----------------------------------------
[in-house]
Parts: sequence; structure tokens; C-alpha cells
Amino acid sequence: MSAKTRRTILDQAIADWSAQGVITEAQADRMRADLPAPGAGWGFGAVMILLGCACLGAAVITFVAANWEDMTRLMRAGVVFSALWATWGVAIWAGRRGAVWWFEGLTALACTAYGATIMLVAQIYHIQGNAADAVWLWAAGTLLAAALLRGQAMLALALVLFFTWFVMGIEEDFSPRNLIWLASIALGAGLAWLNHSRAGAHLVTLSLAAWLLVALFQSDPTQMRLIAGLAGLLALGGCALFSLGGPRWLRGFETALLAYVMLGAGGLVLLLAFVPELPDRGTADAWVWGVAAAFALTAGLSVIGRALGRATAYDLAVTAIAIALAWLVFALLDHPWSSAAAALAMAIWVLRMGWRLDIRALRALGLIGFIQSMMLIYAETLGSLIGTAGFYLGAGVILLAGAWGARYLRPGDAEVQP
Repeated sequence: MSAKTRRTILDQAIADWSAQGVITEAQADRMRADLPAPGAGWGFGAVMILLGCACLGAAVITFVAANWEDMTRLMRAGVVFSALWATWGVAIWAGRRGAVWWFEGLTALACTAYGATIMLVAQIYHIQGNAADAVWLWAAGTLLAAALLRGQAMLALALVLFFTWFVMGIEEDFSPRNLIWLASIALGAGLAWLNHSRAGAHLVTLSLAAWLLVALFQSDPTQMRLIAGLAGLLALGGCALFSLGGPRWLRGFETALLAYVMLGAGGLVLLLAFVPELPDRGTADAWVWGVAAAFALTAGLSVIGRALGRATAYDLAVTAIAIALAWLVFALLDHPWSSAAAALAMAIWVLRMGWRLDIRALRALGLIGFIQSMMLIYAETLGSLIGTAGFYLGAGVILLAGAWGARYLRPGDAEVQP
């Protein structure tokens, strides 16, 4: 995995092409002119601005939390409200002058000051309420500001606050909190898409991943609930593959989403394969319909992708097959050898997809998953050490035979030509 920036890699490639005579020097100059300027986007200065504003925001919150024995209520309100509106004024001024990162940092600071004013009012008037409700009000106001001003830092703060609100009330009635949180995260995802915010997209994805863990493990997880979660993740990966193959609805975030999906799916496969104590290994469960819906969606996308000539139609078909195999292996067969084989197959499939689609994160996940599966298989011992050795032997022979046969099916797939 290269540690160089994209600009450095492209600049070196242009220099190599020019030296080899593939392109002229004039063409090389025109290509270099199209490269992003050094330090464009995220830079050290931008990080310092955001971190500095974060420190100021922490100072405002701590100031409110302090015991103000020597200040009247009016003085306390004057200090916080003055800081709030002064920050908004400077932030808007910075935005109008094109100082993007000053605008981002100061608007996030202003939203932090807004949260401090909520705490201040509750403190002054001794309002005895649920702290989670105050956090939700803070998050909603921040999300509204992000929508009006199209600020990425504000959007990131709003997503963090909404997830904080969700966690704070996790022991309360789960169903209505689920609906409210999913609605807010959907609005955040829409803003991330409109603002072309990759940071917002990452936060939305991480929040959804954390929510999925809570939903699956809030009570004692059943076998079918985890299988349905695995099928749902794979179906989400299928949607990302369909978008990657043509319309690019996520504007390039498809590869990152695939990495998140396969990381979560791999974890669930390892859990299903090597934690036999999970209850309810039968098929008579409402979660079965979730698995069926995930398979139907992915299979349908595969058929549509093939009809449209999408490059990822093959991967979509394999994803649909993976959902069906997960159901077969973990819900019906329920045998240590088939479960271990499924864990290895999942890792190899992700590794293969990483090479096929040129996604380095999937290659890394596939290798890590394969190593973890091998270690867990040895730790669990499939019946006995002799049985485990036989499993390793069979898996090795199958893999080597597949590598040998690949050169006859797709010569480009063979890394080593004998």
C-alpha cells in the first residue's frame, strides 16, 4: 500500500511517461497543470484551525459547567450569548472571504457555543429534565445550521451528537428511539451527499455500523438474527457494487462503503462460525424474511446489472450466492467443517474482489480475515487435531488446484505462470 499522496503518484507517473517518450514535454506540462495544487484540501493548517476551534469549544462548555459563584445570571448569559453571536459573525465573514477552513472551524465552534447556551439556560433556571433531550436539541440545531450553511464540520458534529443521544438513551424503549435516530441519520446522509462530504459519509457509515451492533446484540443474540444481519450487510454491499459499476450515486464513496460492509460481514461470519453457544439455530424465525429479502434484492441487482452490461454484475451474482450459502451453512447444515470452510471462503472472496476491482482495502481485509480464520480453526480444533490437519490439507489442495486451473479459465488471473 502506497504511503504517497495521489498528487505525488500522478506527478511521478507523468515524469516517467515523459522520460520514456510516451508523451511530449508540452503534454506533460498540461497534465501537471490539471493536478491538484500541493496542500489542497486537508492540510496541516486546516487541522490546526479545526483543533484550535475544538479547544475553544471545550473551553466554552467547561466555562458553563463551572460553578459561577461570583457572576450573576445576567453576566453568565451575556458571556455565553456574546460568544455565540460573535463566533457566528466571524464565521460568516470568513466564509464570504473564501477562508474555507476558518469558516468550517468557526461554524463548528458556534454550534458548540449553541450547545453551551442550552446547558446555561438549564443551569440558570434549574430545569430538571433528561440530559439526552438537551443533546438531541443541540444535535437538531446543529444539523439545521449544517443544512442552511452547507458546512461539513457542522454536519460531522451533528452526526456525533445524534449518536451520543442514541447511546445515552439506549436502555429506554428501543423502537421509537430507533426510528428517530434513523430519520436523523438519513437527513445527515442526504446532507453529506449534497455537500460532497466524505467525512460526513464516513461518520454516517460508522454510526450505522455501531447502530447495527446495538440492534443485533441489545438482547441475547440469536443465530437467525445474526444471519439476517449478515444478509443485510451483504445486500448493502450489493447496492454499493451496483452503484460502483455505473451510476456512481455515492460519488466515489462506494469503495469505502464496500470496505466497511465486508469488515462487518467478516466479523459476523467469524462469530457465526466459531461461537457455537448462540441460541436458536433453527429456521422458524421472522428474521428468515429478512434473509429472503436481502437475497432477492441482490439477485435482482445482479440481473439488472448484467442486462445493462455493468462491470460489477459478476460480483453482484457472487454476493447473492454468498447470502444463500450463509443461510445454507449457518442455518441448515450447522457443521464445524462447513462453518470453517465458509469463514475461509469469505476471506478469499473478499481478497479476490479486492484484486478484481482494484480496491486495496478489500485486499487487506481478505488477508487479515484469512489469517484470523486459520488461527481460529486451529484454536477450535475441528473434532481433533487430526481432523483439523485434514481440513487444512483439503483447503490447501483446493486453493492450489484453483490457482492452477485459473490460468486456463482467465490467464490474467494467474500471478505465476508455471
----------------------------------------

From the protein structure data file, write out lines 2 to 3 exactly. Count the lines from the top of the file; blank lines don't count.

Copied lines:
Parts: sequence; structure tokens; C-alpha cells
Amino acid sequence: MSAKTRRTILDQAIADWSAQGVITEAQADRMRADLPAPGAGWGFGAVMILLGCACLGAAVITFVAANWEDMTRLMRAGVVFSALWATWGVAIWAGRRGAVWWFEGLTALACTAYGATIMLVAQIYHIQGNAADAVWLWAAGTLLAAALLRGQAMLALALVLFFTWFVMGIEEDFSPRNLIWLASIALGAGLAWLNHSRAGAHLVTLSLAAWLLVALFQSDPTQMRLIAGLAGLLALGGCALFSLGGPRWLRGFETALLAYVMLGAGGLVLLLAFVPELPDRGTADAWVWGVAAAFALTAGLSVIGRALGRATAYDLAVTAIAIALAWLVFALLDHPWSSAAAALAMAIWVLRMGWRLDIRALRALGLIGFIQSMMLIYAETLGSLIGTAGFYLGAGVILLAGAWGARYLRPGDAEVQP